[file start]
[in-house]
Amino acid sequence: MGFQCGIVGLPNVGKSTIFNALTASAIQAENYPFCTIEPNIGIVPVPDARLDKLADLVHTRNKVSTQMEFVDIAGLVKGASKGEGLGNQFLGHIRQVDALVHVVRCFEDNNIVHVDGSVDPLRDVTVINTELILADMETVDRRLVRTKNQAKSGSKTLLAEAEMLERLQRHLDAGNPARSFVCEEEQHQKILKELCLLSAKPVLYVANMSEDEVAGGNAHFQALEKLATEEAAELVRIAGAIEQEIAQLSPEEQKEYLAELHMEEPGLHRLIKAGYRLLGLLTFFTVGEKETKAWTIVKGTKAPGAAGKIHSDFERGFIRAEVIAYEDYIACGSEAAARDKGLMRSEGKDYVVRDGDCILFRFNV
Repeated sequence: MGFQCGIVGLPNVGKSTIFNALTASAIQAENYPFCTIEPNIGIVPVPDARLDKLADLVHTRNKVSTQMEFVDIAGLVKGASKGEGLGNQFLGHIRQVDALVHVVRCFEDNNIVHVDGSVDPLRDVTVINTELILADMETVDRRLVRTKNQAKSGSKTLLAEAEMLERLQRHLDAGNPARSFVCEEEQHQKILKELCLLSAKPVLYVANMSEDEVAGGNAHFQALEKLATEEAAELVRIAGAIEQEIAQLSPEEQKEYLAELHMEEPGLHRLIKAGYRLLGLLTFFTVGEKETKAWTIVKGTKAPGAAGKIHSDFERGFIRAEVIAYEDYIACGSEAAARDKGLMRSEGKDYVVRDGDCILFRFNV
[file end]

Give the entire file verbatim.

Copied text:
[in-house]
Amino acid sequence: MGFQCGIVGLPNVGKSTIFNALTASAIQAENYPFCTIEPNIGIVPVPDARLDKLADLVHTRNKVSTQMEFVDIAGLVKGASKGEGLGNQFLGHIRQVDALVHVVRCFEDNNIVHVDGSVDPLRDVTVINTELILADMETVDRRLVRTKNQAKSGSKTLLAEAEMLERLQRHLDAGNPARSFVCEEEQHQKILKELCLLSAKPVLYVANMSEDEVAGGNAHFQALEKLATEEAAELVRIAGAIEQEIAQLSPEEQKEYLAELHMEEPGLHRLIKAGYRLLGLLTFFTVGEKETKAWTIVKGTKAPGAAGKIHSDFERGFIRAEVIAYEDYIACGSEAAARDKGLMRSEGKDYVVRDGDCILFRFNV
Repeated sequence: MGFQCGIVGLPNVGKSTIFNALTASAIQAENYPFCTIEPNIGIVPVPDARLDKLADLVHTRNKVSTQMEFVDIAGLVKGASKGEGLGNQFLGHIRQVDALVHVVRCFEDNNIVHVDGSVDPLRDVTVINTELILADMETVDRRLVRTKNQAKSGSKTLLAEAEMLERLQRHLDAGNPARSFVCEEEQHQKILKELCLLSAKPVLYVANMSEDEVAGGNAHFQALEKLATEEAAELVRIAGAIEQEIAQLSPEEQKEYLAELHMEEPGLHRLIKAGYRLLGLLTFFTVGEKETKAWTIVKGTKAPGAAGKIHSDFERGFIRAEVIAYEDYIACGSEAAARDKGLMRSEGKDYVVRDGDCILFRFNV